It is unclear if the previously-mentioned solution by BioSymetrics would be able to handle these specific types of marketing data.
Complexica is an Australian software vendor that offers a predictive analytics solution called Larry the Digital Analyst. The software is purportedly able to create predictive models for sales rates, marketing investments, and market conditions such as seasonal rises and falls in demand. It is also advertised to optimize sales territory mapping according to the size of the territory, which sales representatives are assigned to which territory, and the geographical location of each.
Larry the Digital Analysts acts as an AI platform for Complexica in that it is the AI portion of each of their business intelligence solutions. The graphic to the left details which of Complexica’s software solutions utilize the machine learning model behind Larry the Digital Analyst.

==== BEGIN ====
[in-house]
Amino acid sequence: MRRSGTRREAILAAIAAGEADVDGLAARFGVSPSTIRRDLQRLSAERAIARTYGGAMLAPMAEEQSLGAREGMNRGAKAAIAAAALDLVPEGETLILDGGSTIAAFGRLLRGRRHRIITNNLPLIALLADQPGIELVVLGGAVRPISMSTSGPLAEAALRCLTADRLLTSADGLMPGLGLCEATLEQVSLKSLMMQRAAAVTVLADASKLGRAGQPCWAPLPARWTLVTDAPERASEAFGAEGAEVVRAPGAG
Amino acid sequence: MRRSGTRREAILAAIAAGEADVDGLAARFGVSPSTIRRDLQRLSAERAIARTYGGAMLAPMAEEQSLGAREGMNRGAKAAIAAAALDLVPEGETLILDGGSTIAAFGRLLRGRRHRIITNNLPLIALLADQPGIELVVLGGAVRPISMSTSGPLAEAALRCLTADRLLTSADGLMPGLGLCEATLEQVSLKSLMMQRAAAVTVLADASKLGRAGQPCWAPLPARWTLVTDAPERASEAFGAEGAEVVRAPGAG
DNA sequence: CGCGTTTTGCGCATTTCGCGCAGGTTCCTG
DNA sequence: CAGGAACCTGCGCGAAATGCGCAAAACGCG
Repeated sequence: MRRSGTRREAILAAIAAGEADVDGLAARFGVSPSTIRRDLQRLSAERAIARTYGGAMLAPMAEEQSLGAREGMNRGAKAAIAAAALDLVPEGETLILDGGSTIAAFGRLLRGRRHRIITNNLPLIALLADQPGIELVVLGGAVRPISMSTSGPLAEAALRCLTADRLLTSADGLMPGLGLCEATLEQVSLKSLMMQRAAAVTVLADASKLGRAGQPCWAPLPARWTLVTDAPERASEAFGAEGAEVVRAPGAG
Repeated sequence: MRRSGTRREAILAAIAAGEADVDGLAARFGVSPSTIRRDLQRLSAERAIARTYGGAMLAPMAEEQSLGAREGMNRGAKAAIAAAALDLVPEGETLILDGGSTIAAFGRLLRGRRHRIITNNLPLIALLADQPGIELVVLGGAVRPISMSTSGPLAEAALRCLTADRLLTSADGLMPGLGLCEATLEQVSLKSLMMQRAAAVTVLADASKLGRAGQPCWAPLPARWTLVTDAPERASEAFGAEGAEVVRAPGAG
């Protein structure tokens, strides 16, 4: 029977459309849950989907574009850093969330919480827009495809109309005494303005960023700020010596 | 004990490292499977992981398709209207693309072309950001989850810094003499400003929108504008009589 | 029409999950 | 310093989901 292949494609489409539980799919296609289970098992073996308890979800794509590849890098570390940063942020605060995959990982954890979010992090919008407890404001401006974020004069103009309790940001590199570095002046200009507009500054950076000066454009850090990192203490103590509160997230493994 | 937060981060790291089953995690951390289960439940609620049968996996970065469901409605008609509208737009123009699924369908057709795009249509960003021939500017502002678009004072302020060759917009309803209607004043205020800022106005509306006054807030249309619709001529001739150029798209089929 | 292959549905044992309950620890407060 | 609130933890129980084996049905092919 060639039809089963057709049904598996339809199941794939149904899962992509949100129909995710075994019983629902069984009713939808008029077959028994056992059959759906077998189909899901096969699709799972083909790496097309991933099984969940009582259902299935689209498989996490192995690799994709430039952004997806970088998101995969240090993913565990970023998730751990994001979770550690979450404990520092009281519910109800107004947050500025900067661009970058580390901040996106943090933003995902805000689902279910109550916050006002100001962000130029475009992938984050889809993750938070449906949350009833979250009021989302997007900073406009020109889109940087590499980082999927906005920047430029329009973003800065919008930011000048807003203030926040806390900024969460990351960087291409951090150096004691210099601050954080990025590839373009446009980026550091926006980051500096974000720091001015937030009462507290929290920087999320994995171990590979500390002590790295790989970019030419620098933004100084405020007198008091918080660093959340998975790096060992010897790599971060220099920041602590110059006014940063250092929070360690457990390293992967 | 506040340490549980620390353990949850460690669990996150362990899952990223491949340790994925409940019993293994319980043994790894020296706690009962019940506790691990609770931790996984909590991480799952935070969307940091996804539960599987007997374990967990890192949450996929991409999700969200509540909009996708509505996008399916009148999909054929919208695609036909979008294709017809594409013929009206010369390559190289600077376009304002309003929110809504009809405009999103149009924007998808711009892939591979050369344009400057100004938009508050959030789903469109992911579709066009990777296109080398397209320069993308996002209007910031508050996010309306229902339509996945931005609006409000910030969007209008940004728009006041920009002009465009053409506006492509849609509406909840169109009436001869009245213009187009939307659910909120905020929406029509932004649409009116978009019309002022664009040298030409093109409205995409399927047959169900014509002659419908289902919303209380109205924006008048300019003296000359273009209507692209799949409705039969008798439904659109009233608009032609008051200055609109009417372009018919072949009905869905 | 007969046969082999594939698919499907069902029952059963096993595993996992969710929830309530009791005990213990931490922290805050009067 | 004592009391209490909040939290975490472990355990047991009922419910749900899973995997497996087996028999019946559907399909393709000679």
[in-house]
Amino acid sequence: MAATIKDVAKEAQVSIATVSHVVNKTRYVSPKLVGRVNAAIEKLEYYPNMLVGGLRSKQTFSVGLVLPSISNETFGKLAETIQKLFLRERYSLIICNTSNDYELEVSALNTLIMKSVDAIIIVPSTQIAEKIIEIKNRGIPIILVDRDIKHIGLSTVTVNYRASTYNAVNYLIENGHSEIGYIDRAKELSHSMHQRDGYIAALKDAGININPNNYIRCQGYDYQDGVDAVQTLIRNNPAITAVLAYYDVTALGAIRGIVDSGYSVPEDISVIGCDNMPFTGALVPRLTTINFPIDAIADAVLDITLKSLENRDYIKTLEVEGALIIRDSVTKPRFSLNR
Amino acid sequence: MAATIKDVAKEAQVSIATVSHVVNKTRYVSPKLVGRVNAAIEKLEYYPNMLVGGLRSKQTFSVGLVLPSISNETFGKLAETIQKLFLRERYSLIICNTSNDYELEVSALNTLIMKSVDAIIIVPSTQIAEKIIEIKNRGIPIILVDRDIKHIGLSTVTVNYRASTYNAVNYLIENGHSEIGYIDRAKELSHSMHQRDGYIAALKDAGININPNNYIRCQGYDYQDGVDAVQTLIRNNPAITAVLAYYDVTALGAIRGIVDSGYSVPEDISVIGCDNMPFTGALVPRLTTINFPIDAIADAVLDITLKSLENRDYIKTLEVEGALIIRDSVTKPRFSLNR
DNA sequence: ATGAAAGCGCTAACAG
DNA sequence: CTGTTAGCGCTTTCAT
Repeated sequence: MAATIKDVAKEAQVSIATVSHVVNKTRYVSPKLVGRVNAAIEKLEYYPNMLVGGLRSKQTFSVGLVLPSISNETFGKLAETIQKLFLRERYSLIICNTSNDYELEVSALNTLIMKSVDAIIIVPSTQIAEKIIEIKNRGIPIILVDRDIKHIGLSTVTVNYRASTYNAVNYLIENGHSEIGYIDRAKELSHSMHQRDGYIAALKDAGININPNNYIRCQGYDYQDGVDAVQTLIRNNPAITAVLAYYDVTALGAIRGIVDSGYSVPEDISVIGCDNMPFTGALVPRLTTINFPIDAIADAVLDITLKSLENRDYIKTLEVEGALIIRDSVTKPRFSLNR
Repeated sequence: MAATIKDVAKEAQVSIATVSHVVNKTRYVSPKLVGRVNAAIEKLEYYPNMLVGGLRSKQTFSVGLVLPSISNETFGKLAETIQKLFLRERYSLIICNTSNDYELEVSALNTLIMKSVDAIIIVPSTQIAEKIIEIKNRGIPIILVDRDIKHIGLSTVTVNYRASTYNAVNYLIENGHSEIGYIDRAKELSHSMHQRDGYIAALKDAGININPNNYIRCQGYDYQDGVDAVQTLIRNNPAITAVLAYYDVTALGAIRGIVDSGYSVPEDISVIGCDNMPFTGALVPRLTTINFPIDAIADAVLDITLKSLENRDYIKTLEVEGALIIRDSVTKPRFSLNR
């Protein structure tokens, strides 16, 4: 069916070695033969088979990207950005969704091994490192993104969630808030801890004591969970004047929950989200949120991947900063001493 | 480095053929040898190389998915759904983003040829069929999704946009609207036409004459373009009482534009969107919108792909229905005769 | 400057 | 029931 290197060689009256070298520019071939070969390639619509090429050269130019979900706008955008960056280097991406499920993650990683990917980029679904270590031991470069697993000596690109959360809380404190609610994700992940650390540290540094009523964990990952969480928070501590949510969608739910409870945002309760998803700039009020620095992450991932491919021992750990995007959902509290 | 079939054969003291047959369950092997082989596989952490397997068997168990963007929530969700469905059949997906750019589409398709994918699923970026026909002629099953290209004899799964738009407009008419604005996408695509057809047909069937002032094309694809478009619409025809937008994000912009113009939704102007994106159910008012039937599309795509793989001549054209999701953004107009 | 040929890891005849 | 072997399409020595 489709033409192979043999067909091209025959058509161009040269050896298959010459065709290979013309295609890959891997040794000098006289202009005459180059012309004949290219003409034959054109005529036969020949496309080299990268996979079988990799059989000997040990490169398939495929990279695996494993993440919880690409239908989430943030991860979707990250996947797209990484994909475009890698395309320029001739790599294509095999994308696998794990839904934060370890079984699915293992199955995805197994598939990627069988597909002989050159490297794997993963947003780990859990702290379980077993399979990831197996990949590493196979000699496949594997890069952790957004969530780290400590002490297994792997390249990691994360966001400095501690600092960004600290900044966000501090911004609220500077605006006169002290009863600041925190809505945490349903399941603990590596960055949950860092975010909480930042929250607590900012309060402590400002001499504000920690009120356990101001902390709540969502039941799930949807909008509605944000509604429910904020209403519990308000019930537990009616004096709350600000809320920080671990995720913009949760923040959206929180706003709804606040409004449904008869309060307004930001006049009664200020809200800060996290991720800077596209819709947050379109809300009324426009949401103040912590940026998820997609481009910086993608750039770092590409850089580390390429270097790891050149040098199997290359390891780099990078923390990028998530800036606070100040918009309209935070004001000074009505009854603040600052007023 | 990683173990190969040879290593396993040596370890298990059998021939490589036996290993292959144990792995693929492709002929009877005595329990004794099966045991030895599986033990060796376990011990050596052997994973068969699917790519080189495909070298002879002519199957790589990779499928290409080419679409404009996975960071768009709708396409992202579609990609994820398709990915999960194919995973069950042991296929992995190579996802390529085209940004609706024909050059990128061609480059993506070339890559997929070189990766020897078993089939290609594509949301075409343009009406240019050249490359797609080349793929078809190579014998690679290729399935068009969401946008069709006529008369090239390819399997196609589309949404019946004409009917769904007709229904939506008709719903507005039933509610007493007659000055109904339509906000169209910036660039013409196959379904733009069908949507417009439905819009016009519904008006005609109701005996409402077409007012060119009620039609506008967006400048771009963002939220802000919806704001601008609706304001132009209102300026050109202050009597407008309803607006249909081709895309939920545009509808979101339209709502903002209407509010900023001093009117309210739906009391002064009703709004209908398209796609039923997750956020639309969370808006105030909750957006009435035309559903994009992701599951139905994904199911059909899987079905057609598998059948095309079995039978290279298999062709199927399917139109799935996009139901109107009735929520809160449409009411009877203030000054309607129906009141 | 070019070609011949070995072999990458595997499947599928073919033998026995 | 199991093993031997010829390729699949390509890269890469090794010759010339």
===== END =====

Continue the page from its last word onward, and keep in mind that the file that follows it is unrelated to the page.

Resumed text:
It is unclear if Complexica’s recommendation engine offering for ecommerce also makes use of an actual AI recommendation engine, which would need to exist separately from the predictive analytics abilities of Larry the Digital Analyst.
Though the company does not feature any case studies, their work with Pfizer to help them model sales, marketing investments, and marketing conditions has gained significant attention in the AI space.
Pfizer chose Complexica’s What-If Simulator and Optimizer as their analytics solution, which allowed them to leverage their marketing and sales data to inform their business decisions moving forward.
It is apparent that stores of big data owned by pharmaceutical companies can be used to develop helpful machine learning models for improving pharmaceutical business operations. Though marketing is the clearest business area where enterprise data is being leveraged, pharma companies can utilize their granular medical data for the purposes of clinical trials and drug discovery as well.
Header Image Credit: Scientist Live